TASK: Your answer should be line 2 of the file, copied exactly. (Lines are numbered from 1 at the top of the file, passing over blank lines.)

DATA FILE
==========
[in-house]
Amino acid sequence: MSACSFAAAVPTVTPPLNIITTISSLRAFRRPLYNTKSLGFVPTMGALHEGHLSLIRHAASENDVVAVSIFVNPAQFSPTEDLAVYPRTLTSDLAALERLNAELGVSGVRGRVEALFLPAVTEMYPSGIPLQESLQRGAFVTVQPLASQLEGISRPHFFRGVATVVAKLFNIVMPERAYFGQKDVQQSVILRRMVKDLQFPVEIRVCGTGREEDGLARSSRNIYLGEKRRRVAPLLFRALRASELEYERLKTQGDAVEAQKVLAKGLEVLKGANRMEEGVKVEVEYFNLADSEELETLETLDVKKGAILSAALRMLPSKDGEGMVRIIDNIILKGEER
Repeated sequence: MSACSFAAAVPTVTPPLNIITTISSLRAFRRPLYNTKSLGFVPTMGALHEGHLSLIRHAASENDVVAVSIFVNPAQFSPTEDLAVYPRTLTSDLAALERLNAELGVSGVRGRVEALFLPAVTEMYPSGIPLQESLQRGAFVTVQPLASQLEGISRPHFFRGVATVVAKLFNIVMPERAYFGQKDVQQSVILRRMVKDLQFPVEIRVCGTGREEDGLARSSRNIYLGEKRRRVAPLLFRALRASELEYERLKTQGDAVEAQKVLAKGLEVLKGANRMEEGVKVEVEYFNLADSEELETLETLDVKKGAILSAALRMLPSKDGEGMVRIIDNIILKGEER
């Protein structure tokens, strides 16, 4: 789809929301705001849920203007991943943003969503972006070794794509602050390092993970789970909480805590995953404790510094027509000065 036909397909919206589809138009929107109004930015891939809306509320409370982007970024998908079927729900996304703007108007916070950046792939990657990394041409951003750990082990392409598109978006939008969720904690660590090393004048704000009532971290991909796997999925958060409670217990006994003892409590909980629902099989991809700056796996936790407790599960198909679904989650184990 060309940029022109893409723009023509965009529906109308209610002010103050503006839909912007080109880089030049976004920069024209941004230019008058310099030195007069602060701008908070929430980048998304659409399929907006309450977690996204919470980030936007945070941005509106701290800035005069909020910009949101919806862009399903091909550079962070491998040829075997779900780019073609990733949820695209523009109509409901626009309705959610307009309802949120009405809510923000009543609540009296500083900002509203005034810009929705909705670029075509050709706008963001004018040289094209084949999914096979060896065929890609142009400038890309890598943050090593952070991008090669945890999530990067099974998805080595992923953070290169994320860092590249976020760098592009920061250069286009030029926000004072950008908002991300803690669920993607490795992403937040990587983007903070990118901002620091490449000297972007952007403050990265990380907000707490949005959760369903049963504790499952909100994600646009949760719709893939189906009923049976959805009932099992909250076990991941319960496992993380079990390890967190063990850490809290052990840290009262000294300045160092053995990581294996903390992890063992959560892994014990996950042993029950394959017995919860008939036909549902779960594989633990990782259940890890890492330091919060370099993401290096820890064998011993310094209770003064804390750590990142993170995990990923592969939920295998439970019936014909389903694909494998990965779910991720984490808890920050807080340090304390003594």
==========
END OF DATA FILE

Amino acid sequence: MSACSFAAAVPTVTPPLNIITTISSLRAFRRPLYNTKSLGFVPTMGALHEGHLSLIRHAASENDVVAVSIFVNPAQFSPTEDLAVYPRTLTSDLAALERLNAELGVSGVRGRVEALFLPAVTEMYPSGIPLQESLQRGAFVTVQPLASQLEGISRPHFFRGVATVVAKLFNIVMPERAYFGQKDVQQSVILRRMVKDLQFPVEIRVCGTGREEDGLARSSRNIYLGEKRRRVAPLLFRALRASELEYERLKTQGDAVEAQKVLAKGLEVLKGANRMEEGVKVEVEYFNLADSEELETLETLDVKKGAILSAALRMLPSKDGEGMVRIIDNIILKGEER